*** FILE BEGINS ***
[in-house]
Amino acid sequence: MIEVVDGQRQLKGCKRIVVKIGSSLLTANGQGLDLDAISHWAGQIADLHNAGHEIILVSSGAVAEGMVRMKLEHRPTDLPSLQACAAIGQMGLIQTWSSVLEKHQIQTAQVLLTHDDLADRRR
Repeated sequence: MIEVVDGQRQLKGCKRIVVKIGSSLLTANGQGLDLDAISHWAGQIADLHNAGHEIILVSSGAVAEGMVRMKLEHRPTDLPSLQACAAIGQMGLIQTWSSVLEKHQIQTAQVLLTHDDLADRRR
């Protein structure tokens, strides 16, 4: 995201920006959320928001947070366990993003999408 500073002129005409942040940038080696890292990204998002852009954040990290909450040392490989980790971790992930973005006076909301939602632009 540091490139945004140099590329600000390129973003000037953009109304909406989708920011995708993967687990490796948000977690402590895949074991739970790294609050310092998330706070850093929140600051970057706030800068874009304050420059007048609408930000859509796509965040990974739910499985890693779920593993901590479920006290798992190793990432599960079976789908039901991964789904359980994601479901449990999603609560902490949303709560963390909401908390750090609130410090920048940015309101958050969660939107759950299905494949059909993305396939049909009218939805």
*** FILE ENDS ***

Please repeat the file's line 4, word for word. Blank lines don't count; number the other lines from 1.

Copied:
């Protein structure tokens, strides 16, 4: 995201920006959320928001947070366990993003999408 500073002129005409942040940038080696890292990204998002852009954040990290909450040392490989980790971790992930973005006076909301939602632009 540091490139945004140099590329600000390129973003000037953009109304909406989708920011995708993967687990490796948000977690402590895949074991739970790294609050310092998330706070850093929140600051970057706030800068874009304050420059007048609408930000859509796509965040990974739910499985890693779920593993901590479920006290798992190793990432599960079976789908039901991964789904359980994601479901449990999603609560902490949303709560963390909401908390750090609130410090920048940015309101958050969660939107759950299905494949059909993305396939049909009218939805």